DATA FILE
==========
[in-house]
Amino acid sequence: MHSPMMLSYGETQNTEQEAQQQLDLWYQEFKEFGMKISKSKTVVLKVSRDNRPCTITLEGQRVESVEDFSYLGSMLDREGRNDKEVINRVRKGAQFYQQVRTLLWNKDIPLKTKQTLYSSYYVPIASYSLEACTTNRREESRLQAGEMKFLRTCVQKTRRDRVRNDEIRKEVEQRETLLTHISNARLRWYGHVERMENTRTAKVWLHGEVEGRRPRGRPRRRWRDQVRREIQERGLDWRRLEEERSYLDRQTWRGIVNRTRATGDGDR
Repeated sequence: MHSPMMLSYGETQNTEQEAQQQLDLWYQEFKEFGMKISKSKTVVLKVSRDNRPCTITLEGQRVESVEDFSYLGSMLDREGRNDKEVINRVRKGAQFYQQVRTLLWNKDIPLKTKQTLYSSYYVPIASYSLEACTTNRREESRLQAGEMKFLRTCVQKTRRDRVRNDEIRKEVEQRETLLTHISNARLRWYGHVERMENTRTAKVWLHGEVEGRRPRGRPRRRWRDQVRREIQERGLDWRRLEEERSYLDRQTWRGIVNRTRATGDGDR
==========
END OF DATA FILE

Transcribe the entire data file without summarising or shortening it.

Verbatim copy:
[in-house]
Amino acid sequence: MHSPMMLSYGETQNTEQEAQQQLDLWYQEFKEFGMKISKSKTVVLKVSRDNRPCTITLEGQRVESVEDFSYLGSMLDREGRNDKEVINRVRKGAQFYQQVRTLLWNKDIPLKTKQTLYSSYYVPIASYSLEACTTNRREESRLQAGEMKFLRTCVQKTRRDRVRNDEIRKEVEQRETLLTHISNARLRWYGHVERMENTRTAKVWLHGEVEGRRPRGRPRRRWRDQVRREIQERGLDWRRLEEERSYLDRQTWRGIVNRTRATGDGDR
Repeated sequence: MHSPMMLSYGETQNTEQEAQQQLDLWYQEFKEFGMKISKSKTVVLKVSRDNRPCTITLEGQRVESVEDFSYLGSMLDREGRNDKEVINRVRKGAQFYQQVRTLLWNKDIPLKTKQTLYSSYYVPIASYSLEACTTNRREESRLQAGEMKFLRTCVQKTRRDRVRNDEIRKEVEQRETLLTHISNARLRWYGHVERMENTRTAKVWLHGEVEGRRPRGRPRRRWRDQVRREIQERGLDWRRLEEERSYLDRQTWRGIVNRTRATGDGDR